Psychopaths, characterised for their superficial charm, inhibition and callousness, have been studied extensively over the years. Now, a group of researchers are turning to our closest animal relatives for clues surrounding the personality disorder.
Scientists from Georgia State University studied 164 chimpanzees living at the Yerkes National Primate Research Center in Atlanta, Georgia, and the National Center for Chimpanzee Care at the University of Texas.
The chimps were rated using a personality questionnaire by staff members who knew them well. It tested their levels of boldness, meanness and disinhibition (a lack of restraint manifested in disregard for social conventions).
The study, published in Frontiers in Neuroscience, also tested for a gene (AVPR1A), which has been found to have a role in both human and animal behaviour. More specifically, the gene's role on a substance known as vasopressin, a molecule known to play a role in social behaviours man and beast. Some have also linked it to aggression in people with personality disorders. Variations of the gene have also been connected to some of the traits found in psychopathy, in both humans and chimps.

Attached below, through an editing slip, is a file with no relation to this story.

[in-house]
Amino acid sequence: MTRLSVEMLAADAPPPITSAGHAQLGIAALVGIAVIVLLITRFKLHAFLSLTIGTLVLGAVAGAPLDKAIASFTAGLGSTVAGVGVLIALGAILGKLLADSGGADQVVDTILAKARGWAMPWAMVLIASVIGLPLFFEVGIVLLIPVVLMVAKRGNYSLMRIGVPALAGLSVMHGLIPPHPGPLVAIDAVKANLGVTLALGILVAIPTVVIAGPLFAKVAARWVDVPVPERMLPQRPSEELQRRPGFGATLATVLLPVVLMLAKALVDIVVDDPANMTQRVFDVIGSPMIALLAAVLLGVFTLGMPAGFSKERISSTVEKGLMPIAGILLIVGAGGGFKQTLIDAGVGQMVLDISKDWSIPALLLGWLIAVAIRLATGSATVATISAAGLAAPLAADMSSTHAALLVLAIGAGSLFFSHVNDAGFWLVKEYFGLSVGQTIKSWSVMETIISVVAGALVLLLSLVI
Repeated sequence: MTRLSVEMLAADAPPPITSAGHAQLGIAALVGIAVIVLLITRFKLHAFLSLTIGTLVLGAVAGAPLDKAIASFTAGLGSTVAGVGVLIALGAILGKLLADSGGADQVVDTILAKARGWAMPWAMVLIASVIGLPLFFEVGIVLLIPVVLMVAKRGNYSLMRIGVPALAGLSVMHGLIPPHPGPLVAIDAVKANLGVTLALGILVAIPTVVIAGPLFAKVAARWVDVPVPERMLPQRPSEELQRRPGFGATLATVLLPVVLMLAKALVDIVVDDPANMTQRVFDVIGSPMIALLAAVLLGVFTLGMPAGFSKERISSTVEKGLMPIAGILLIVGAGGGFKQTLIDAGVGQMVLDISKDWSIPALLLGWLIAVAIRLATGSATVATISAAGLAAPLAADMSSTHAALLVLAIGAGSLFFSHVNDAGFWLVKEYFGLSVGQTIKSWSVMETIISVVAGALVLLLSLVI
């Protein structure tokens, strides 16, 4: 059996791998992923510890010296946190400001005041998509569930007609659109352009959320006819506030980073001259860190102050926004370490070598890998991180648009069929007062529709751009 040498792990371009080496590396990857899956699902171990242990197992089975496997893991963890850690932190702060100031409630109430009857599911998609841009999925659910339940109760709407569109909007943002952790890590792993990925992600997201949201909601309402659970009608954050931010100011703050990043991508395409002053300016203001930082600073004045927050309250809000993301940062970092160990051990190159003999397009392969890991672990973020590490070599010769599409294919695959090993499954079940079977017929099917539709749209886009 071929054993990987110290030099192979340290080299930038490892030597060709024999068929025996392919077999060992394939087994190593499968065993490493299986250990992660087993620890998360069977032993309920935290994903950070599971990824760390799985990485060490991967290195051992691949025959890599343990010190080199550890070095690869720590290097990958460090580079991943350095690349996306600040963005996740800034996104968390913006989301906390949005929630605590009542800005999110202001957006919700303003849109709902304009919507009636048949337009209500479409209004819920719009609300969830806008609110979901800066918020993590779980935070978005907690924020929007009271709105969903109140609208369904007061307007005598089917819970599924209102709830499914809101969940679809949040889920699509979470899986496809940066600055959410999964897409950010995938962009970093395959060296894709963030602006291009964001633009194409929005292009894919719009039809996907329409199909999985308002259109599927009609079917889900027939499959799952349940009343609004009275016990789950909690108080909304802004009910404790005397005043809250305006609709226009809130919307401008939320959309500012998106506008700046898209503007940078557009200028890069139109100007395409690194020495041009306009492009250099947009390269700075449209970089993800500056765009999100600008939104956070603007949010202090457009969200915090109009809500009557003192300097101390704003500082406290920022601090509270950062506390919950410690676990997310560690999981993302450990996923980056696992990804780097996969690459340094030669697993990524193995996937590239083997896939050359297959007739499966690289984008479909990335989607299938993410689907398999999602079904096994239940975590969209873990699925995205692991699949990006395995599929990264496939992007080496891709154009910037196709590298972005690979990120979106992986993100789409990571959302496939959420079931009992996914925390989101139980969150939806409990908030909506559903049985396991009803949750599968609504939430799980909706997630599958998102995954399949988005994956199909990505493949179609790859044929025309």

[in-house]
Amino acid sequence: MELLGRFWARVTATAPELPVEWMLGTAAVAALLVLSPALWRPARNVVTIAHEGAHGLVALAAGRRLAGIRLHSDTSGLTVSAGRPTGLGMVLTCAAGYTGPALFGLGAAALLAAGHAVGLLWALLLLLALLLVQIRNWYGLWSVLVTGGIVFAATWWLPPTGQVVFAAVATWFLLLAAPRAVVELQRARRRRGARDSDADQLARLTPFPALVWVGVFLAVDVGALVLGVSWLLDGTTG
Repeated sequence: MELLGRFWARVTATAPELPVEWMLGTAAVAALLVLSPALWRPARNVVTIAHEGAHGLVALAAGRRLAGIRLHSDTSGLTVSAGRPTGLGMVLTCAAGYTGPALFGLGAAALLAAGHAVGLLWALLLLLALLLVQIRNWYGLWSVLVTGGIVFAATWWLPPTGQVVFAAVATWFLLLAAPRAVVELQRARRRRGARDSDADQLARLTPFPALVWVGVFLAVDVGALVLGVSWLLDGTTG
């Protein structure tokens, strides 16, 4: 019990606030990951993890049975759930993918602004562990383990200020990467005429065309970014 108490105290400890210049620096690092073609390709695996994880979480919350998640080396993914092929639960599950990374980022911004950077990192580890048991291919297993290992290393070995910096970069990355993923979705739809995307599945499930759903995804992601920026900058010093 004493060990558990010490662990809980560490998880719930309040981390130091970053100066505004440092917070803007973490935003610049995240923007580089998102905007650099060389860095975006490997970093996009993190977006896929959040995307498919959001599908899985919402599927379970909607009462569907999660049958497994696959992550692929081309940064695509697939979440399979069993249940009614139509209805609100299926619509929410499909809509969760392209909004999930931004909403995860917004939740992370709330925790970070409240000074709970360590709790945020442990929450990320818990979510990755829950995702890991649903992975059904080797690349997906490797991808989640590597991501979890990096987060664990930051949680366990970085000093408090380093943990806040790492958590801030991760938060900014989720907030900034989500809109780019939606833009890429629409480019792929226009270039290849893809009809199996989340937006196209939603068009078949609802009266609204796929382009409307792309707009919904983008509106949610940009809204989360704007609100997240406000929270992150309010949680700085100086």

The third aspect of the study looked at which chimps were reared by their own mother, or by humans. One in three of the sample of chimps were raised by humans.
According to the research's results, the chimps had a common variation in that AVPR1A gene, and had higher levels of disinhibition. The twist however, was that the variation was only found in those who had been reared by their own mother. Variations of the gene also correlated with their total psychopathy scores.
But there was no such relationship with the chimps reared by people.
The study’s findings suggest our genetics , and how we’re reared, are related to psychopathic characteristics.
It's a veritable nature vs nurture conundrum.
On the one hand, our genetic make up and levels of vasopressin “provide additional compelling evidence that psychopathic tendencies are rooted in basic, evolutionarily-meaningful dispositions,” according to the research.
While the environmental factors, specifically how the chimps were raised, also seem to play a similarly compelling part in addition to genetics.